Lamar Alexander was born in Maryville, Tenn., and now lives in Walland. He earned a bachelor's from Vanderbilt University and a law degree from New York University.
He got started in politics working with Howard Baker's 1966 U.S. Senate campaign and followed Baker to Washington as a legislative aide. Alexander worked as a congressional liaison in the Nixon White House but left before Watergate and returned to Tennessee.
He was elected governor in 1978 after mounting a 1,000-mile campaign walk across the state in which a red-and-black flannel shirt became his trademark.
Alexander was president of the University of Tennessee from 1988 to 1990, and he served as U.S. education secretary from 1990 to 1993.
He was elected to the U.S. Senate in 2002.
Alexander and his wife, Honey, have four children.
Lamar followed his landslide re-election in 2008 by taking on the No. 3 leadership position among Senate Republicans, only to give it up four years later in a move he said would allow him to express his ideas more freely.
Alexander announced that he would step down as chairman of the Senate Republican Conference at the end of 2011, saying it would remove pressure to publicly endorse the GOP stance on every issue and allow him to work with both parties on environmental issues, tax loopholes and debt reduction.
Alexander is serving his second full term in the Senate. He previously served two terms as Tennessee governor and ran for president twice. He was also the president of the University of Tennessee and the U.S. secretary of education.
Alexander said after his last presidential bid in 2000 that he didn't think he would stand for election again. But when Sen. Fred Thompson, a fellow Republican, unexpectedly decided not to run for re-election in 2002, Alexander jumped in and won.
After failing in his first bid for governor, Alexander in his successful bid in 1978 made a name for himself with a 1,000-mile walk across the state wearing what would become his trademark plaid shirt.
In 2008, Alexander said he was willing to laugh off darts thrown his way by Democrats, with two notable exceptions: "If they attack my plaid shirt or my piano playing, I'll be properly indignant."
Alexander supported the $700 billion bailout of financial institutions in 2008, arguing it was necessary to ease the credit crunch threatening the availability of mortgages and car loans.
But in 2009 he voted against the approximately $800 billion economic stimulus package backed by President Barack Obama, calling it "a spending bill, not a stimulus bill."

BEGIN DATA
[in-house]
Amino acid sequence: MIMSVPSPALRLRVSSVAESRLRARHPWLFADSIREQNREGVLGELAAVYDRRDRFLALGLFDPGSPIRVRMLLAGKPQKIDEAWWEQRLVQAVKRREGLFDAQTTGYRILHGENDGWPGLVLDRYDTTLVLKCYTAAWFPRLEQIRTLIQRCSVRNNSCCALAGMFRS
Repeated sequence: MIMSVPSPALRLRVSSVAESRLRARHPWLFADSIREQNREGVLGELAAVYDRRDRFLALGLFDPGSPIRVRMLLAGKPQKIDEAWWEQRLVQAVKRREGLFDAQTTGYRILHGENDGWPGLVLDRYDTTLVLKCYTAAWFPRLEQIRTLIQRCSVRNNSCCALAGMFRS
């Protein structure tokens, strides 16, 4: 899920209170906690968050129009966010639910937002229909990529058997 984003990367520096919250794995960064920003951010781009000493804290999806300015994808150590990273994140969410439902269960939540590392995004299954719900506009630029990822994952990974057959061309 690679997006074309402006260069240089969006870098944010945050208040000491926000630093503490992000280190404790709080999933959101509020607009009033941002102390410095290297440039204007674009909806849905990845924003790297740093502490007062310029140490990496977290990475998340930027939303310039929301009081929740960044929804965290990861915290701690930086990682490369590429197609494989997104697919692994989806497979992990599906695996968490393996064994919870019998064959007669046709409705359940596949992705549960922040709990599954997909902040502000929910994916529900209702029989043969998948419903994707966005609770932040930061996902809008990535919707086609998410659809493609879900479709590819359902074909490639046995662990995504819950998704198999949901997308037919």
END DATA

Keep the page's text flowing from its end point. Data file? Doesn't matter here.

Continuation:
He also voted against the 2010 health care reform bill and a 2010 measure to impose new financial regulations on Wall Street.
Alexander has been most active in areas of long-held interest, particularly education. He recommended colleges move to three-year degrees and supported vouchers for D.C. schools.
Alexander supports clean energy, especially for its environmental benefits to his beloved Great Smoky Mountains National Park. He drives an electric plug-in car in Washington and co-sponsored a bipartisan call for a Manhattan Project-like commitment to clean energy research that includes finding ways to capture carbon emissions from coal-fired power plants.
Alexander was named senior Republican on an Appropriations subcommittee dealing with the interior. The panel has funding oversight of the national parks and the Environmental Protection Agency, which has shown new interest in regulating coal ash landfills following a huge spill at a Tennessee Valley Authority plant in late 2008.
During Alexander's tenure as governor, he won major tax-supported improvements for K-12 and higher education. In the U.S. Senate, he has pushed for bolstering math and science as well as civics education. He has also weighed in on the immigration debate, championing efforts to help legal immigrants learn English and U.S. history.
Alexander's term as education secretary under former President George H.W. Bush focused on a Republican agenda of school choice.
Committee Assignments: Appropriations; Health, Education, Labor, and Pensions; Environment and Public Works; Rules and Administration
American Conservative Union Rating: 75
Americans for Democratic Action Rating: 20
Recent winning percentages for office currently held: 65% (2008), 54% (2002).
(Last updated by Erik Schelzig on August 21, 2012.)